7 Delivery Apps Keeping Restaurants, Grocers Afloat During COVID-19

Share this:

Dozens of states have banned dine-in service at restaurants, and nearly as many are requiring retailers to close up shop in a bid to slow down the coronavirus outbreak. As local businesses deal with the enormous financial implications that come with closing down to customers, many are trying out delivery services for the very first time.

In an interview, Grubhub CEO Matt Maloney said his company has received “10 to 15 times” its usual restaurant leads during the outbreak, and that number is expected to grow even larger as more states enact bans on dine-in eating and in-person shopping.

For restaurants and other local businesses interested in offering their products via on-demand delivery, here are seven delivery platforms with which local businesses can partner during the Covid-19 crisis.

1. DoorDash
DoorDash is a third-party logistics company that works with more than 300,000 restaurants across 4,000 cities in the United States and Canada. Although DoorDash offers a handful of benefits as far as marketing is concerned, the company is first and foremost a delivery provider. DoorDash’s drivers can deliver take-out orders up to 25 miles away from a restaurant’s location. Among the ways DoorDash has worked to promote local restaurants during the Covid-19 pandemic is to launch an “Open For Business” campaign highlighting businesses that are still accepting orders through delivery apps. DoorDash is temporarily reducing or waiving its commission fees during the current crisis, and the company has pledged up to $20 million in marketing funds to help local restaurants generate more business in the coming months.

2. Grubhub
Grubhub is one of the most well-known on-demand delivery services, having been among the first to enter the market. The company says that restaurants who use its platform see takeout order volume increase by more than 20%, thanks in large part to the additional marketing opportunities via Grubhub’s website and mobile apps. In addition to facilitating on-demand delivery for its restaurant partners, Grubhub provides a handful of marketing opportunities, giving restaurants a new way to reach existing customers via emails, coupons, and targeted offers. During the current pandemic, Grubhub is temporarily suspending collection of up to $100 million in commission payments from impacted independent restaurants.

3. Instacart
Supermarkets and other stores facing restrictions on the number of in-person customers they’re able to serve can partner with Instacart on same-day delivery services. Through the Instacart partner program, supermarkets and other retail stores can get their products listed in Instacart’s online marketplace and promote their storefronts through targeted digital marketing campaigns. Instacart is currently accepting retail partnerships and offering CPG marketing, digital marketing, and affiliate marketing opportunities. During the coronavirus outbreak, Instacart has added a no-contact delivery feature, allowing their shoppers to leave orders at customers’ doors.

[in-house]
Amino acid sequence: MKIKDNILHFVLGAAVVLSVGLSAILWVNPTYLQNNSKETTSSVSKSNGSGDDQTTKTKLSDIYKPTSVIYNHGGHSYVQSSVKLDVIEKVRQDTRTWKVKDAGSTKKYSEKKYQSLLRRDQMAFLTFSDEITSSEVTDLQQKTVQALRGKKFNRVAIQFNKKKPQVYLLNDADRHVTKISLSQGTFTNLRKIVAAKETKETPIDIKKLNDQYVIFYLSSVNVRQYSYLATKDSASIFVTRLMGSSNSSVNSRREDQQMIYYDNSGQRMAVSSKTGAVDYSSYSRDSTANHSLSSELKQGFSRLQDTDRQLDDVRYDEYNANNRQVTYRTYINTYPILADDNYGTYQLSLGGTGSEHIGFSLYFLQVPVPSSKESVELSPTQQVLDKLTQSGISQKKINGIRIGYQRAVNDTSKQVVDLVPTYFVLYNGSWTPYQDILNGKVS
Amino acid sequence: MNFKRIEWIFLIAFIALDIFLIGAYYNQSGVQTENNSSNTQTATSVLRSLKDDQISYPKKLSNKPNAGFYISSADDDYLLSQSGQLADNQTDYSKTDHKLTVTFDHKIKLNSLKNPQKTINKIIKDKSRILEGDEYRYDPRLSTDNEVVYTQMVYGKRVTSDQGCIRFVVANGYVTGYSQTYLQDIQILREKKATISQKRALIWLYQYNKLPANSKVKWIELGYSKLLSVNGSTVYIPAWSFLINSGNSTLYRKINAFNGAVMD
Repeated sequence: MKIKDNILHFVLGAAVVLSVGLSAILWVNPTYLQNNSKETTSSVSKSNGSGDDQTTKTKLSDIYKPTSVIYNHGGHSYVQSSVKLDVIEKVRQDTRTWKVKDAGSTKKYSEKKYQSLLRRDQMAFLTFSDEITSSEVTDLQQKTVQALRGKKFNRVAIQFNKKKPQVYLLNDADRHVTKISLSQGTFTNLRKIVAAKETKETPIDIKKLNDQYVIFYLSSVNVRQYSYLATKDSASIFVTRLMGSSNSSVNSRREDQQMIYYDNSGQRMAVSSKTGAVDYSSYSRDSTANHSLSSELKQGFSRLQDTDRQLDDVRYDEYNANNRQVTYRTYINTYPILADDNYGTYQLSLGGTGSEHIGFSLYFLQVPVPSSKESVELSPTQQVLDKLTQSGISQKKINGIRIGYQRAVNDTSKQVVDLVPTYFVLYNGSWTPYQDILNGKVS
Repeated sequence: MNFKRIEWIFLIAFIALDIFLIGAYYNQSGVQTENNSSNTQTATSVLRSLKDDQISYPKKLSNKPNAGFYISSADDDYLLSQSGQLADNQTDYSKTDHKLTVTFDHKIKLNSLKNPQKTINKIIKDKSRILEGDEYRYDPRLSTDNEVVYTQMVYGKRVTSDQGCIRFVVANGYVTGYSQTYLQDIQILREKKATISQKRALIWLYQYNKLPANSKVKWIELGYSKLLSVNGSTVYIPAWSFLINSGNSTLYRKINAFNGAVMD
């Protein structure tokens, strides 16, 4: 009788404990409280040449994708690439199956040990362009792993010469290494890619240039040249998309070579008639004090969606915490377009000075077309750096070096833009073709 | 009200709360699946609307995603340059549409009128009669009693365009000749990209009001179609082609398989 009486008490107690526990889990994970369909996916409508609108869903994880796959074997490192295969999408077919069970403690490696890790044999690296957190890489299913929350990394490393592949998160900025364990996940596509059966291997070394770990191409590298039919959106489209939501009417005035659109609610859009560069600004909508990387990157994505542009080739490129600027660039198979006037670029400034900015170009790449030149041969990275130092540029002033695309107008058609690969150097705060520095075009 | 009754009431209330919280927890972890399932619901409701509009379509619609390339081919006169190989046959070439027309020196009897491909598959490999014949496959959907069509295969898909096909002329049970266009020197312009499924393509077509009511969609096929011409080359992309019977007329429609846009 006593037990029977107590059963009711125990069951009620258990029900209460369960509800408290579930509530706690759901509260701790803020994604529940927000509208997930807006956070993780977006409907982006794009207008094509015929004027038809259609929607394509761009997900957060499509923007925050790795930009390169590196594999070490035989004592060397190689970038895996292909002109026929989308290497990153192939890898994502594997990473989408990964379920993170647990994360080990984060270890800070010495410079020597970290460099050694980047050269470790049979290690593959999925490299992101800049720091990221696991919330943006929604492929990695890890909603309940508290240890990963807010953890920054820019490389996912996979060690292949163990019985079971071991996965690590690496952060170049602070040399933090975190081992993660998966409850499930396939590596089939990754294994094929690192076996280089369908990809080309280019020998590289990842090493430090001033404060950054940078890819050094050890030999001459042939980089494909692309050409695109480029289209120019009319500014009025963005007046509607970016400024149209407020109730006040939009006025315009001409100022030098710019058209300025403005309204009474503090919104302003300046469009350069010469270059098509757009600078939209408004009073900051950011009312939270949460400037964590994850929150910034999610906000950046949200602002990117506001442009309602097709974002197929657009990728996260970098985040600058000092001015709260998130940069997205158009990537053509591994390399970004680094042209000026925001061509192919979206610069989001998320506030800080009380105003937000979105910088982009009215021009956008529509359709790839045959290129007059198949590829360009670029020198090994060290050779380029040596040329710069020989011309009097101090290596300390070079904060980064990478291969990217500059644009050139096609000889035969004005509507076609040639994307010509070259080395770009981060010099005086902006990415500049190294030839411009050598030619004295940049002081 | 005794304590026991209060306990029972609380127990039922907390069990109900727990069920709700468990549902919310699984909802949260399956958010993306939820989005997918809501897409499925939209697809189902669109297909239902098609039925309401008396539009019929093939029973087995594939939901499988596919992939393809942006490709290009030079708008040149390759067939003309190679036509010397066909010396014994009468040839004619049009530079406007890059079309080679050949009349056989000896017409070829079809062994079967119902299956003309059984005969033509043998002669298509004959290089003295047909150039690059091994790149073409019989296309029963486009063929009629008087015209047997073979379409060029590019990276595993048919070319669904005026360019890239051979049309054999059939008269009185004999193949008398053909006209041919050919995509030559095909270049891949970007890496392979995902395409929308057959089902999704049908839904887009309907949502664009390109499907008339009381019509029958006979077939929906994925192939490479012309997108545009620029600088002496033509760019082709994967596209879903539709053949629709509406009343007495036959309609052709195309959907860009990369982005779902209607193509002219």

4. Uber Eats
When it comes to name recognition, it’s hard for anyone in the food delivery space to beat out Uber. Uber Eats is Uber’s food delivery arm. Uber Eats partners with both national chains and independent local restaurants. The company recently launched a dedicated marketing effort to drive local business sales during the Covid-19 pandemic. It’s also waiving the delivery fee for customers ordering from locally owned independent restaurants and allowing restaurants to receive daily payouts rather than waiting for the typical billing cycle.

5. Shipt
Shipt is a grocery deliver app that’s seen record downloads during the coronavirus pandemic. The same-day grocery delivery service is actually owned by Target Corp. It relies on a local network of shoppers who can pick up essentials for people in more than 260 cities. Retailers that partner with Shipt are invited to join a turn-key marketplace that brings their products online and provides last-mile delivery. Given the rising demand for delivery, Shipt says it’s actively adding thousands of new shoppers and supporting existing shoppers with up to two weeks of financial assistance if they are diagnosed with Covid-19 or placed under quarantine.

6. Postmates
Postmates is a third-party logistics platform that gives shoppers a way to order food, groceries, and alcohol from more than 600,000 retailers and grocers. Postmates says it has the largest on-demand network in the industry, with the ability to make most grocery and alcohol deliveries in under one hour. Postmates gives smaller restaurants a way to boost their digital presence, with a mobile platform that supports full menus, along with photos and online ordering. In light of the current pandemic, Postmates says it is maintaining regular rates for couriers and launching a relief fund to cover the costs of medical expenses related to Covid-19 illness. The company has also announced a program to help small businesses more easily use its platform, with waived commission fees for businesses in the Bay Area.

7. Seamless
Seamless is part of the GrubHub portfolio of brands. The company offers neighborhood food delivery, focusing largely on working with local restaurants in selected cities. Diners who place orders through the Seamless app can donate their change to the Seamless Community Relief Fund, with donations going to charitable organizations supporting local restaurants and drivers impacted by Covid-19.

Stephanie Miles is a journalist who covers personal finance, technology, and real estate. As Street Fight’s senior editor, she is particularly interested in how local merchants and national brands are utilizing hyperlocal technology to reach consumers. She has written for FHM, the Daily News, Working World, Gawker, Cityfile, and Recessionwire.